This means that the URL in question contains CSS files that are not minified or could be minified further.
Why is this important?
When creating CSS files, developers tend to use spacing, comments and well-named variables to make code and markup readable for themselves. It also helps others who might later work on the assets. While this is a plus during development, it becomes a negative when it comes to serving your pages. Web servers and browsers can parse file content without comments and well-structured code, both of which create additional network traffic without providing any functional benefit.
These unnecessary characters usually include white space characters, new line characters, comments, and sometimes block delimiters, which are used to add readability to the code but are not required for it to execute.
Minification works by analyzing and rewriting the text-based parts of a file to reduce its overall size, resulting in faster response times and lower bandwidth costs.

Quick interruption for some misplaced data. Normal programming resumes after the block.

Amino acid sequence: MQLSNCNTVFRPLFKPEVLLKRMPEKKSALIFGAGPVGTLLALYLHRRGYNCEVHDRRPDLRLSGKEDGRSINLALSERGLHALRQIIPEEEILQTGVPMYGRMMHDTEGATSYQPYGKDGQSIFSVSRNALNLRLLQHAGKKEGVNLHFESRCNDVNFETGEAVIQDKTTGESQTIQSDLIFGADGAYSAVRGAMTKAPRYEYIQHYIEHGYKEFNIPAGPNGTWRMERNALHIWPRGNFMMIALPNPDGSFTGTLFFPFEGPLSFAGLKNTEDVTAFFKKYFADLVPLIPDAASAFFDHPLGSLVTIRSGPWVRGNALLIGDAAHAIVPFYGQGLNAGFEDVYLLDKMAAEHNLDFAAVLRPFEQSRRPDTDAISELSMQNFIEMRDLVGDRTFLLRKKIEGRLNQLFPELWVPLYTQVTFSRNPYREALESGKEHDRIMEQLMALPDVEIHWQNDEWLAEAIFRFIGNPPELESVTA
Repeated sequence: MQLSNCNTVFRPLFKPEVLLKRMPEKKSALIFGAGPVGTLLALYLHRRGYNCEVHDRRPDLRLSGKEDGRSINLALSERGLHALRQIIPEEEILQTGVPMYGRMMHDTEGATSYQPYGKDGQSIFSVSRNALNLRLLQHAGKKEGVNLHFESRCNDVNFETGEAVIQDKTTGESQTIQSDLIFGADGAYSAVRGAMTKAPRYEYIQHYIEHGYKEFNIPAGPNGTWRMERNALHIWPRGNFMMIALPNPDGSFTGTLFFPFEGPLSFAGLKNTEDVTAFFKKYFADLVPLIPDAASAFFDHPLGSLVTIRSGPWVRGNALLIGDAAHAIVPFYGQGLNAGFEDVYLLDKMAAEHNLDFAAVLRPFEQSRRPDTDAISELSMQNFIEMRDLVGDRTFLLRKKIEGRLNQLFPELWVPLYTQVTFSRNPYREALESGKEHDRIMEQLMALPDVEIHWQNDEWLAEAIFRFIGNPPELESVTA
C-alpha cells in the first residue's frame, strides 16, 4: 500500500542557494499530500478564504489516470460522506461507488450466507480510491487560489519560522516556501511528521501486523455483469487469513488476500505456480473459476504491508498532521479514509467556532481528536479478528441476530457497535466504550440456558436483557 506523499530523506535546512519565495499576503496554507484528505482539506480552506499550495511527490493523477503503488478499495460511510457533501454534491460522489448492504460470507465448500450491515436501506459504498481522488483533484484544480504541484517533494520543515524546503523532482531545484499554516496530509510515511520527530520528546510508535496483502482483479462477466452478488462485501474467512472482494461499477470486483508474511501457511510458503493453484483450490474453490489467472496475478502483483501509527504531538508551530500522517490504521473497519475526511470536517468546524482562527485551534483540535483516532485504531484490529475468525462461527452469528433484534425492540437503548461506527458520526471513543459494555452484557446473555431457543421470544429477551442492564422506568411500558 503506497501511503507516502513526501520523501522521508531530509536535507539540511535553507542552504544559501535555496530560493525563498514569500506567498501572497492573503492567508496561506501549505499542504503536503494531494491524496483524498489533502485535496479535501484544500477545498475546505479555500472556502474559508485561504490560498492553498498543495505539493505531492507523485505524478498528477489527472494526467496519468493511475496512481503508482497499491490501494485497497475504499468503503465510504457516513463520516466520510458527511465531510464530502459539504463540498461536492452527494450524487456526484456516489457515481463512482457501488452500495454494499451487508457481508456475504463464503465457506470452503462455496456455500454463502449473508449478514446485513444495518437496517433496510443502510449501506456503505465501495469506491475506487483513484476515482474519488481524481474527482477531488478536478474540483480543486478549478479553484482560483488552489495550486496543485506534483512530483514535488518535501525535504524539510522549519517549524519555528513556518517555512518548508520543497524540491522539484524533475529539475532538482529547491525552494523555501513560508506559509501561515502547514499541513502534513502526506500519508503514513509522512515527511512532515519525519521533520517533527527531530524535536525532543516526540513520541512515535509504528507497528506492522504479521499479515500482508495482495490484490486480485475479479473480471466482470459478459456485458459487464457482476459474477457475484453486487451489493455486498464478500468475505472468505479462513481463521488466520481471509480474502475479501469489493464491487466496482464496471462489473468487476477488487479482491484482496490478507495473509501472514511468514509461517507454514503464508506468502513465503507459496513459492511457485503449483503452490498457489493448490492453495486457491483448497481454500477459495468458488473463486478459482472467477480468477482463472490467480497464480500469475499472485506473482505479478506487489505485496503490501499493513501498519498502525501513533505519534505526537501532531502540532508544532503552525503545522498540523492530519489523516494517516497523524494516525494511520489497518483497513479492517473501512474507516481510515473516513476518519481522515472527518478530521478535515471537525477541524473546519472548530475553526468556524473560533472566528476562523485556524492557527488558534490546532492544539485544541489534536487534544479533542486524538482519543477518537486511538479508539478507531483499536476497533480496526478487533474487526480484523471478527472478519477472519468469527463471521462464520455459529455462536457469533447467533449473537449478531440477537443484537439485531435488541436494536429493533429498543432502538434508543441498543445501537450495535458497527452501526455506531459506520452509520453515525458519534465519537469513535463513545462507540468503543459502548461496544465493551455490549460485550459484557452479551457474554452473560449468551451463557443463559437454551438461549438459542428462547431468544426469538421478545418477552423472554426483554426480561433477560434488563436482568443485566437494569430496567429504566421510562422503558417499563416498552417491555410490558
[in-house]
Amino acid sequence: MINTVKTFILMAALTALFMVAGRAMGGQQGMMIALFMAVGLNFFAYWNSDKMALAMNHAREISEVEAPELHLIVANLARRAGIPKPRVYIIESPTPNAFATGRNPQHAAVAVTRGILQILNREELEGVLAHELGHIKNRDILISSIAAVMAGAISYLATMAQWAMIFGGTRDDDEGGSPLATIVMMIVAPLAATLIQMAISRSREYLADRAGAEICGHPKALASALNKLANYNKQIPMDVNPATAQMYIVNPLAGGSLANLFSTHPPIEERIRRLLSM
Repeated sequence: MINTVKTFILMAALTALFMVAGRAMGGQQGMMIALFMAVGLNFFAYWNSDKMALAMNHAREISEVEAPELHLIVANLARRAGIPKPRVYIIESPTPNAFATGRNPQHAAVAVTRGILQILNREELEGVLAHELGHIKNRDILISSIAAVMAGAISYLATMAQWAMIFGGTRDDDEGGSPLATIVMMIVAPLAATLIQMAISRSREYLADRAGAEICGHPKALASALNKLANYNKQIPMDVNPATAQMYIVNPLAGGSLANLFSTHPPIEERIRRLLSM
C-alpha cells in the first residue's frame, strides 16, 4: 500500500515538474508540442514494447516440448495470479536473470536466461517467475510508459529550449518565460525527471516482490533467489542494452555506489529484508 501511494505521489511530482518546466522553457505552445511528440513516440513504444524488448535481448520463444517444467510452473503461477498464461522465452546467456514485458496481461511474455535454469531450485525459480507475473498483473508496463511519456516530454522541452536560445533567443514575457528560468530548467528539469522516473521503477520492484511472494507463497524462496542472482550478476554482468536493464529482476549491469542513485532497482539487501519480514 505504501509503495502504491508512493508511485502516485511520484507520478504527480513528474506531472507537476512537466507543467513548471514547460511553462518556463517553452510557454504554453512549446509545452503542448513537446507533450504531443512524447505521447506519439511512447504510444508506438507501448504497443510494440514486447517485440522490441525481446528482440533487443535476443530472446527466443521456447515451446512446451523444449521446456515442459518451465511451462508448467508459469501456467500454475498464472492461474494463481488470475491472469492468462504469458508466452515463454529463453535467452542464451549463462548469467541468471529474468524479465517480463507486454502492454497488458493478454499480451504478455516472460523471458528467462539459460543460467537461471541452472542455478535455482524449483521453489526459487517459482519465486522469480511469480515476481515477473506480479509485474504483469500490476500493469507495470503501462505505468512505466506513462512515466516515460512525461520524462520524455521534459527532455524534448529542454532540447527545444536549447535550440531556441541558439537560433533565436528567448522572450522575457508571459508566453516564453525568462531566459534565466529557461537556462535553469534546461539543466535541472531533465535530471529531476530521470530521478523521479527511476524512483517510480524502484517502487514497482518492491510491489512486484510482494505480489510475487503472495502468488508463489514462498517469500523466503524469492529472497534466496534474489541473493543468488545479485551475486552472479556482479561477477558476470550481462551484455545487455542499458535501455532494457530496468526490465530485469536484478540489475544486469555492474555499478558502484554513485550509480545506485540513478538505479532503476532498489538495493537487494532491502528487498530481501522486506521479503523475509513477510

What does the Hint check?
This Hint will trigger for any internal URL which references CSS files that could be minified further.
Examples that trigger this Hint:
The Hint would trigger for any CSS resource URL which contains comments, characters or spacing that is functionally redundant:
How do you resolve this issue?
To solve this issue, you would need to use a CSS minifier to minify your CSS code, which will automatically strip out the redundant elements.
- For small sites that you don't update often, you can probably use an online service for manually minifying your files. You paste your CSS into the service's UI, and it returns a minified version of the code.
- For professional developers, you probably want to set up an automated workflow that minifies your CSS automatically before you deploy your updated code (e.g. Gulp or webpack)
- Minify CSS (Lighthouse documentation)
- Google Developers: Minify CSS